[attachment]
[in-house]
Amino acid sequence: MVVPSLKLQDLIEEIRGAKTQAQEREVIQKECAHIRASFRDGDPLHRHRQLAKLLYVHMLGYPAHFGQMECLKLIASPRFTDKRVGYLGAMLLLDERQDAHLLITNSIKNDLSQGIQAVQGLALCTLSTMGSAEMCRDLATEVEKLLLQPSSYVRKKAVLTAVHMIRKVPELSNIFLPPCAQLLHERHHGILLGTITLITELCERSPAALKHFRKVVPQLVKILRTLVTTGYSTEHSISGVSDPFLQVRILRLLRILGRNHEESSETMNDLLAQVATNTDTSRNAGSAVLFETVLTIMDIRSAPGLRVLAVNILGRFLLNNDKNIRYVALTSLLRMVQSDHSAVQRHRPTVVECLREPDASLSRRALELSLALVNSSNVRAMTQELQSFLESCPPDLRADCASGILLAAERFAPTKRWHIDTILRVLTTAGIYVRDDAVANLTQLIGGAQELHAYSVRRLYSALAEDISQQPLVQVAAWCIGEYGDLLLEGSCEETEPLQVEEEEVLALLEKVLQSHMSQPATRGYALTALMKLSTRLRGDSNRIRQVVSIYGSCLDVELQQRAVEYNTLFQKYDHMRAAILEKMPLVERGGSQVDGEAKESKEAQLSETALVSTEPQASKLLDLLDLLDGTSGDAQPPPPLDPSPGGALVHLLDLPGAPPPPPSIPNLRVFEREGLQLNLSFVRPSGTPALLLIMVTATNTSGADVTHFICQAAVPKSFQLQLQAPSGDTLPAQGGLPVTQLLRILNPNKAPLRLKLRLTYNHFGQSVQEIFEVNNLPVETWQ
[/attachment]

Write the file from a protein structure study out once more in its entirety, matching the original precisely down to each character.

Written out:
[in-house]
Amino acid sequence: MVVPSLKLQDLIEEIRGAKTQAQEREVIQKECAHIRASFRDGDPLHRHRQLAKLLYVHMLGYPAHFGQMECLKLIASPRFTDKRVGYLGAMLLLDERQDAHLLITNSIKNDLSQGIQAVQGLALCTLSTMGSAEMCRDLATEVEKLLLQPSSYVRKKAVLTAVHMIRKVPELSNIFLPPCAQLLHERHHGILLGTITLITELCERSPAALKHFRKVVPQLVKILRTLVTTGYSTEHSISGVSDPFLQVRILRLLRILGRNHEESSETMNDLLAQVATNTDTSRNAGSAVLFETVLTIMDIRSAPGLRVLAVNILGRFLLNNDKNIRYVALTSLLRMVQSDHSAVQRHRPTVVECLREPDASLSRRALELSLALVNSSNVRAMTQELQSFLESCPPDLRADCASGILLAAERFAPTKRWHIDTILRVLTTAGIYVRDDAVANLTQLIGGAQELHAYSVRRLYSALAEDISQQPLVQVAAWCIGEYGDLLLEGSCEETEPLQVEEEEVLALLEKVLQSHMSQPATRGYALTALMKLSTRLRGDSNRIRQVVSIYGSCLDVELQQRAVEYNTLFQKYDHMRAAILEKMPLVERGGSQVDGEAKESKEAQLSETALVSTEPQASKLLDLLDLLDGTSGDAQPPPPLDPSPGGALVHLLDLPGAPPPPPSIPNLRVFEREGLQLNLSFVRPSGTPALLLIMVTATNTSGADVTHFICQAAVPKSFQLQLQAPSGDTLPAQGGLPVTQLLRILNPNKAPLRLKLRLTYNHFGQSVQEIFEVNNLPVETWQ